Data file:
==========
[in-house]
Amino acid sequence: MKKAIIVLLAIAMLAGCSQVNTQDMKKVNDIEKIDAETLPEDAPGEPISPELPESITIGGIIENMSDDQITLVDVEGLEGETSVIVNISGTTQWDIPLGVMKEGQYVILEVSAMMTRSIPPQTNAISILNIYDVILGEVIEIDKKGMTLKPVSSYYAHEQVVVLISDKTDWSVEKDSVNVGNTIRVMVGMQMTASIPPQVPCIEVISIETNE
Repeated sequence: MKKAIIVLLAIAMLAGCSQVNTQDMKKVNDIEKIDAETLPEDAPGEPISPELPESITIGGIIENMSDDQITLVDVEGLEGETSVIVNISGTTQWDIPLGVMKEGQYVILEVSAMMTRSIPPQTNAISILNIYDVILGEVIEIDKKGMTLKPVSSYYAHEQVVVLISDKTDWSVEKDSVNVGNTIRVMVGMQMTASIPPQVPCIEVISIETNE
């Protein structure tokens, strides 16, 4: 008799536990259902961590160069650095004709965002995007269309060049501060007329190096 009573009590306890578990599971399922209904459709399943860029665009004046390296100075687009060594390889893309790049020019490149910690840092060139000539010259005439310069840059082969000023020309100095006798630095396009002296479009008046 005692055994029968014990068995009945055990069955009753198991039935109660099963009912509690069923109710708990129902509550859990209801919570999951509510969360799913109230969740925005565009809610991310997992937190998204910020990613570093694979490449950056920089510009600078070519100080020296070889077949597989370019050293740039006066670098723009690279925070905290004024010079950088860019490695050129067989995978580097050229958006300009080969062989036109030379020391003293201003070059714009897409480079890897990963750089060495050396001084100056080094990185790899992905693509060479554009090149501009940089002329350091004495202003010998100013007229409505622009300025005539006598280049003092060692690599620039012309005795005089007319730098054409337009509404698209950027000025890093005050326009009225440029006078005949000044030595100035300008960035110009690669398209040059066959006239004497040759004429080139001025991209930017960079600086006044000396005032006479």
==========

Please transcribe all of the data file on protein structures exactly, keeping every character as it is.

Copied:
[in-house]
Amino acid sequence: MKKAIIVLLAIAMLAGCSQVNTQDMKKVNDIEKIDAETLPEDAPGEPISPELPESITIGGIIENMSDDQITLVDVEGLEGETSVIVNISGTTQWDIPLGVMKEGQYVILEVSAMMTRSIPPQTNAISILNIYDVILGEVIEIDKKGMTLKPVSSYYAHEQVVVLISDKTDWSVEKDSVNVGNTIRVMVGMQMTASIPPQVPCIEVISIETNE
Repeated sequence: MKKAIIVLLAIAMLAGCSQVNTQDMKKVNDIEKIDAETLPEDAPGEPISPELPESITIGGIIENMSDDQITLVDVEGLEGETSVIVNISGTTQWDIPLGVMKEGQYVILEVSAMMTRSIPPQTNAISILNIYDVILGEVIEIDKKGMTLKPVSSYYAHEQVVVLISDKTDWSVEKDSVNVGNTIRVMVGMQMTASIPPQVPCIEVISIETNE
């Protein structure tokens, strides 16, 4: 008799536990259902961590160069650095004709965002995007269309060049501060007329190096 009573009590306890578990599971399922209904459709399943860029665009004046390296100075687009060594390889893309790049020019490149910690840092060139000539010259005439310069840059082969000023020309100095006798630095396009002296479009008046 005692055994029968014990068995009945055990069955009753198991039935109660099963009912509690069923109710708990129902509550859990209801919570999951509510969360799913109230969740925005565009809610991310997992937190998204910020990613570093694979490449950056920089510009600078070519100080020296070889077949597989370019050293740039006066670098723009690279925070905290004024010079950088860019490695050129067989995978580097050229958006300009080969062989036109030379020391003293201003070059714009897409480079890897990963750089060495050396001084100056080094990185790899992905693509060479554009090149501009940089002329350091004495202003010998100013007229409505622009300025005539006598280049003092060692690599620039012309005795005089007319730098054409337009509404698209950027000025890093005050326009009225440029006078005949000044030595100035300008960035110009690669398209040059066959006239004497040759004429080139001025991209930017960079600086006044000396005032006479």